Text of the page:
A year or two ago my dad was walking out to his shop in the evening, he had been in the house watching TV. When he got back to the shop there was a guy in there, at first he thought is was a customer, then he noticed the pile of electrical cords by his feet. The guy took off, my dad called the police. The idjit left a beer can so they got his prints. They did find him. My dad got to rewire the cords on a bunch of stuff. Cant remember if any of the cords were live, I think they were.

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                      • #56
                        Originally posted by A.K. Boomer View Post
                        FT - eat a fuquing snickers bar - we've already covered all the pro's and con's while you were taking your afternoon nappy-poo...
                        Yep. You guys covered the pro's and con's alright...

                        Originally posted by philbur View Post
                        Less copper more deaths. No sure what makes the best sense in that one.

                        Phil


                        You're awfully defensive, AK. Maybe you're the one who needs to be taking afternoon naps...

                        Originally posted by A.K. Boomer View Post
                        I agree with major machinery and it being more efficient - but if your importing other machinery that's lower and having to run small stepdown transformers then your eating your lunch and creating complexities... like Bandsawguy says' "I buy allot of transformers"
                        This is assuming that you are putting a step down transformer for each device. If you are going to outfit your factory primarily with machines that only run on 230V, then you should outfit the factory with 230V service, which is a common voltage in Canada (from what I am told). Alternatively, if you have one or two specialized machines that run at 600V, then you install one big pad mount transformer and run 230V service from that for all smaller machines and run a separate high voltage bus for the special machines. (Or if you only have 230V available you can run the transformer backward - I am currently running a Kearney Trecker 2D this way. 208V service goes a transformer that kicks it up to 480 for the mill). That's how many factories, office buildings, laboratories etc operate. They get 480V service or higher and have their "own" transformer on site to step down.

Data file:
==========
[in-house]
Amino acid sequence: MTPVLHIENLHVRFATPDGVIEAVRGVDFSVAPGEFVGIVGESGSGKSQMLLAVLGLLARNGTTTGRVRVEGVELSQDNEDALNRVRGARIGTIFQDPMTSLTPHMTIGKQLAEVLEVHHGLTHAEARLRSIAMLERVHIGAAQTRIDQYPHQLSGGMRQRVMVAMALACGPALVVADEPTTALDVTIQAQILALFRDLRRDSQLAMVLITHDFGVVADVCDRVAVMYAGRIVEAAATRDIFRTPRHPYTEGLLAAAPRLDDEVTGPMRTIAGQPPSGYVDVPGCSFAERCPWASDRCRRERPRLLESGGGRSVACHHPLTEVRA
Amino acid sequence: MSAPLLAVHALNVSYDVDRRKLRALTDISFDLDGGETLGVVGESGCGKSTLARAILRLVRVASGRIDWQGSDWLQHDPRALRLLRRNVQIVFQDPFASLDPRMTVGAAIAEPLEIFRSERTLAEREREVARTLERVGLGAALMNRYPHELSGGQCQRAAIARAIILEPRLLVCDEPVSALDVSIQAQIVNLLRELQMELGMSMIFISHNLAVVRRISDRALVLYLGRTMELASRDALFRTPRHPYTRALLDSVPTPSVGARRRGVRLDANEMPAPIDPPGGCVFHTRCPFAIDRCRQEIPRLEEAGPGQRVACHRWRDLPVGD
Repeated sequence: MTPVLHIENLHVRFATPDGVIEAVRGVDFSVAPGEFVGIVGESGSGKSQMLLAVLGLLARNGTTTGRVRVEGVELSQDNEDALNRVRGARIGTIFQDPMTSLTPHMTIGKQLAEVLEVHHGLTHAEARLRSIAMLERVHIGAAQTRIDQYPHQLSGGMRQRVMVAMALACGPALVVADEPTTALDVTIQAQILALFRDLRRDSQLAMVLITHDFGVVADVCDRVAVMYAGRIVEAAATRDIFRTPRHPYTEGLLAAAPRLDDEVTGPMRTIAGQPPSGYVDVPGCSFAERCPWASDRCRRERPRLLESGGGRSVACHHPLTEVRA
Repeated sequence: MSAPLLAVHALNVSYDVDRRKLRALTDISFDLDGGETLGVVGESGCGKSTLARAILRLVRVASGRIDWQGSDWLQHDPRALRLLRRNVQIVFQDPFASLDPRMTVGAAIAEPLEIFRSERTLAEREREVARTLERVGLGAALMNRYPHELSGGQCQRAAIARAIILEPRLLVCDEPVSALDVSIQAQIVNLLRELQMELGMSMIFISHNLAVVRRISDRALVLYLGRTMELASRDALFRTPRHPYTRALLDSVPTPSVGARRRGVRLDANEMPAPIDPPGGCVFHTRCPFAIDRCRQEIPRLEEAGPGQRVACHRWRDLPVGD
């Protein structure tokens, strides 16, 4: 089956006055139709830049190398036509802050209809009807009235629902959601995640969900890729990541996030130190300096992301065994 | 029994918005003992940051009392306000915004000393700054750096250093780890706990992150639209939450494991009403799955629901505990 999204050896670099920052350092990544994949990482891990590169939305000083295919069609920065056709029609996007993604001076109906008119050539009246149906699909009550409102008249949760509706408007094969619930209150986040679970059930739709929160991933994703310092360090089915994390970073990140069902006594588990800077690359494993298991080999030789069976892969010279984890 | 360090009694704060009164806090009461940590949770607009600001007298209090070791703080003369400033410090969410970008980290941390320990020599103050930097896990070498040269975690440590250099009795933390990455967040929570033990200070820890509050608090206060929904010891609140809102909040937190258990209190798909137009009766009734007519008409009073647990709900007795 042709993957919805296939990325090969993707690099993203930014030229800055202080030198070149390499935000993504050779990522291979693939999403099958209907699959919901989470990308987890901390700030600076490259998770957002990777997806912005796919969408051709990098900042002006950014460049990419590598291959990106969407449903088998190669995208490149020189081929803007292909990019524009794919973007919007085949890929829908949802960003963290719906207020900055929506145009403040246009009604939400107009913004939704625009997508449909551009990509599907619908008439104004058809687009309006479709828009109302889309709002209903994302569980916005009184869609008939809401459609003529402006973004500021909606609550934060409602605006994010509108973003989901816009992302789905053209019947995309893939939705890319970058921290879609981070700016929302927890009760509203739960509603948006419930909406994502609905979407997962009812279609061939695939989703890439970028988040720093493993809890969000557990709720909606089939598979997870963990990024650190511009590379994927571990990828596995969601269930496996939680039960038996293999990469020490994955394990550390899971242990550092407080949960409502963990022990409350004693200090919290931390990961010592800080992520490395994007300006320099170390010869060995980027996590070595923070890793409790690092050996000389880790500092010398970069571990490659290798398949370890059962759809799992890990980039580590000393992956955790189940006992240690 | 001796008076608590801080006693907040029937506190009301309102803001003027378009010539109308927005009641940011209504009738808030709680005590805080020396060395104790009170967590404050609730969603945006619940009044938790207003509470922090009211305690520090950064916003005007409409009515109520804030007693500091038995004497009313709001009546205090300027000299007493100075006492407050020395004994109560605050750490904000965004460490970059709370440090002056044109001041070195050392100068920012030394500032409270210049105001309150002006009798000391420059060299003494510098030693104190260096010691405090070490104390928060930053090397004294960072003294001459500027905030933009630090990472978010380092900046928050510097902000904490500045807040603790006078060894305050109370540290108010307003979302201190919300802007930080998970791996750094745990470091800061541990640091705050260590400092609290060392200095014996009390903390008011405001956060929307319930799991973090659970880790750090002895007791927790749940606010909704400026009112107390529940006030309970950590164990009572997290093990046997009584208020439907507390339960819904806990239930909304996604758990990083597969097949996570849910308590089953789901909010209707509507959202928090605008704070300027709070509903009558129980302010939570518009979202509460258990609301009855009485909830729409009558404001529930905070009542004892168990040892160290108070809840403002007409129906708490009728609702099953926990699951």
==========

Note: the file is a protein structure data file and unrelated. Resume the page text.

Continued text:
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                        • #57
                          Was it ever otherwise?

                          Phil

                          Originally posted by A.K. Boomer View Post
                          So now Evan is dangerous?

                          Comment


                          • #58
                            Originally posted by WhatTheFlux! View Post
                            Canadians use metric volts, and ...
                            Volts is a metric unit of measure.

                            --Doozer
                            DZER

                            Comment


                            • #59
                              This IS a silly discussion. A few points...

                              1) Someone suggested that the 600V was less of a problem for arc flash due to lower current.

                              THIS IS NOT ACTUALLY TRUE

                              The important factor for arc flash (and short circuit current) is the "impedance". Every transformer, and the wires, etc contribute series resistance and reactance (usually inductance) that will limit current.

                              When you want to know the short circuit current (or arc flash) capability of a circuit, you look at the series impedances and then the short circuit current "threat' is (in simplified form) the circuit voltage divided by the impedance. The impedances need to be "referred to" the shorted circuit to be correct. Voltage is important as well, because at low voltages, the impedances are usually too large to develop a high power arc.

                              Higher voltages usually have fewer and lower impedance transformers in series (because they are higher power), so they generally have more potential for arc flash. And they have (obviously) the voltage to initiate an arc and sustain it over some distance "between electrodes". A higher power arc is a lot more damaging.

                              yes, of course fusing/circuit protection is also important.... And, BTW, high voltage fuses are much more expensive....

                              As for the 120V etc,

                              a) the US uses 240V, we just split it into 2 120V sections for *some* loads. Any higher power "house" loads are on the 240V, such as central air conditioning, electric heat, electric car chargers, etc.

                              b) yes, higher voltages IN PRACTICE usually are both more damaging to "get across", and have more tendency to cause electrocution.

                              c) Yes, even a low voltage CAN cause electrocution, i.e. heart stoppage, although as the voltage gets lower the chances decrease until you basically need a laboratory setup to manage to do it.
                              1601

                              Keep eye on ball.
                              Hashim Khan

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                              • #60
                                the phase voltage of 600v line voltage is 347v. 347v is very common in Canada for lighting in Commercial and Industrial lighting. Getting "bit" by 347v does not sting like 120v, it is actually painful.